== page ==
At this location, just because of the old German heritage, we did heavy up a little bit more than our other location on German products. Some of the things that we strive to do here is to carry a product line of things that are hard to find at other locations and really specialized. Some things that stand out are our smoked meats that we make here ourselves. We have 40 varieties of ham, sausage and deli meats that we prepare with our own sausage makers who are actually from Europe. And we also have a prepared foods case with all sorts of interesting European salads, cabbage rolls, crepes, pierogi, those types of items.

I wanted to commend you on your single beer collection. You've amassed a very interesting collection of European beers including some gargantuan 51-ounce selections, which I haven't seen anywhere else at all.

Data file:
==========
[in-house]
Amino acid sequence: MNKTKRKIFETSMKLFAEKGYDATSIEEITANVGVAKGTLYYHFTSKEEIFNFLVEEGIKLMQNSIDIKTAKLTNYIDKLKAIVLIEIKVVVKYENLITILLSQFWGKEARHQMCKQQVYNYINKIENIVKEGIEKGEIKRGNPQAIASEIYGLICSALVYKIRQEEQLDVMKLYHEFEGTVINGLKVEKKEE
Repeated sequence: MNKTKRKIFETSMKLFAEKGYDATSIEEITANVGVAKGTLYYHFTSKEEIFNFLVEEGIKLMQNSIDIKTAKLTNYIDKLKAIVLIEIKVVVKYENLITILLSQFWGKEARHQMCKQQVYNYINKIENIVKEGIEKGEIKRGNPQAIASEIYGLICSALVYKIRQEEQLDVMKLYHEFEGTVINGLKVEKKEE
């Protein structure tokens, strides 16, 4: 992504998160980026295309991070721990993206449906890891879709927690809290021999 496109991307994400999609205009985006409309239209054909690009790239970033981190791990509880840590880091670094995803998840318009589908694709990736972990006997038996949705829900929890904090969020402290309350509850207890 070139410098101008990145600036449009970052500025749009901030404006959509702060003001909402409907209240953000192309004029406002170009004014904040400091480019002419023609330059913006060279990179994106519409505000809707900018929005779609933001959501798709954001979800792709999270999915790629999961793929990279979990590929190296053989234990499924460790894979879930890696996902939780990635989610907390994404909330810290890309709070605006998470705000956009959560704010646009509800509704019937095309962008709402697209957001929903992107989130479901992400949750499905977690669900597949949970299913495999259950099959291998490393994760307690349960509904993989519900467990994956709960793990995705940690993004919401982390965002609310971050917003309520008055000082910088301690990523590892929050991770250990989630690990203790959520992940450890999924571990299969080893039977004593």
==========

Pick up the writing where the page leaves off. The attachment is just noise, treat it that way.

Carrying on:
When you open up a store, it's a living, breathing thing. You have to alter your product mix, see what things are moving, what aren't moving, and then switch them out based on what people are looking for. We introduced those because we have those at our other location, and I have to tell you, we can't keep them on the shelf. I've spoken to customers that have lived in Moscow and other places in Russia, and they say it's a very popular beer there, and actually tastes great. The Arsenal and the Baltika are amazing beers and very well-known in Russia.

Any other products that might be hard to find anywhere else or that you're especially proud of?
Our potato sausage, which is a Swedish-style sausage. It's potato in a natural casing with sauteed onions and bacon. Another thing that I think is very difficult to find is our chocolate selection. We have so many different imported European chocolates and candies and chocolate gift boxes and cookies for the holidays and even the non-holiday periods.

We're still perfecting everything. Up through the holidays we weren't serving sandwiches and salads to go, and that's something that we're going to be focusing on right now is to try and put in a nice sandwich menu for the lunch crowd. And in the summer we'll have some tables and chairs out front and have a little sidewalk cafe.